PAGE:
He may not have had to do it himself, but the Department of Health and Human Services walked away from a commitment to men and women that risked their lives on September 11th. As long as its a federal agency, it is inherently a part of the Bush Administration. HHS no longer wants to pay to monitor workers who live outside the five boroughs, many who have sought drier climates due to their devastated respiratory systems.
New York's congressional delegation and some ailing workers stood outside the World Trade Center site Saturday to protest this week's decision to not fund screening of workers outside New York City.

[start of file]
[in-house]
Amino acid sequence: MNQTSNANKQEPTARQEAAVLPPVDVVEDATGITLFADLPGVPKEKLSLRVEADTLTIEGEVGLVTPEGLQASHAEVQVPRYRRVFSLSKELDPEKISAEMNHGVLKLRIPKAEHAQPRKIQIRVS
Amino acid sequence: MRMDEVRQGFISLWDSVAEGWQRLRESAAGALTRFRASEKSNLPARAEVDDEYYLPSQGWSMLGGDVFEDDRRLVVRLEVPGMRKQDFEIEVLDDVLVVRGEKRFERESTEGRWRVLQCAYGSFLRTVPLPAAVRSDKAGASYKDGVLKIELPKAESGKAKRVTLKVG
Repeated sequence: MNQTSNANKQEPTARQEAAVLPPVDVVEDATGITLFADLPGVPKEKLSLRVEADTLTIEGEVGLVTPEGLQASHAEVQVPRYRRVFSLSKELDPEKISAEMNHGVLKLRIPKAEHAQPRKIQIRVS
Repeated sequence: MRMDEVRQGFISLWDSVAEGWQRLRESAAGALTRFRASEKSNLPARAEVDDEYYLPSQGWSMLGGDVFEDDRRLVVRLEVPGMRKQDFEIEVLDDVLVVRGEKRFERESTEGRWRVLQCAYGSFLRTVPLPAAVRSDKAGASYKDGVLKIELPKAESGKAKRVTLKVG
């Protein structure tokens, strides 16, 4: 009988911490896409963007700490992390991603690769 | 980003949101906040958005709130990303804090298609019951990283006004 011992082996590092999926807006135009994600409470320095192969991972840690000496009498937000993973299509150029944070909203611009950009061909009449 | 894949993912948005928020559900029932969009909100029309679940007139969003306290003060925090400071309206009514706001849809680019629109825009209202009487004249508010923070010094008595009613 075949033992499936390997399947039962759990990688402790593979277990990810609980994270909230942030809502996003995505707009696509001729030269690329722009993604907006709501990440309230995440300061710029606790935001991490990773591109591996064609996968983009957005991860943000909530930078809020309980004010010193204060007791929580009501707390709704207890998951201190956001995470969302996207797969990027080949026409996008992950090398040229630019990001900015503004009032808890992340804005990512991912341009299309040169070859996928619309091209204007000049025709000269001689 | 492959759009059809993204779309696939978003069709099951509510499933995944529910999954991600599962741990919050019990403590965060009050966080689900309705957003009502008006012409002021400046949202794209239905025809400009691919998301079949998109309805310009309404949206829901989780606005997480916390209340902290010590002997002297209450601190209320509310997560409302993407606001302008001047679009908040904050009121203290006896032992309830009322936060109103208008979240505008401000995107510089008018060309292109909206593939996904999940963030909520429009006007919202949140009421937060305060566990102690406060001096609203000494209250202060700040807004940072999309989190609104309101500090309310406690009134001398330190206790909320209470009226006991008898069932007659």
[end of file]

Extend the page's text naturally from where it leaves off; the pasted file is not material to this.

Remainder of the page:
The U.S. Department of Health and Human Services filed paperwork this week canceling plans to pay a company to medically screen those who got sick after working in the toxic rubble of the trade center.
The government said the program could cost far more money than Congress has provided. U.S. Rep. Jerrold Nadler, D-N.Y., on Saturday said of the explanation: "That takes a lot of chutzpah."
It takes more than chutzpah, it requires a callousness of the heart and soul that is unimaginable here in New York. Who in their right mind would not want to give anything to those that worked on the pile, whether they were searching for survivors or cleaning up the wreckage. Obviously Bush and his underlings are not in their right minds.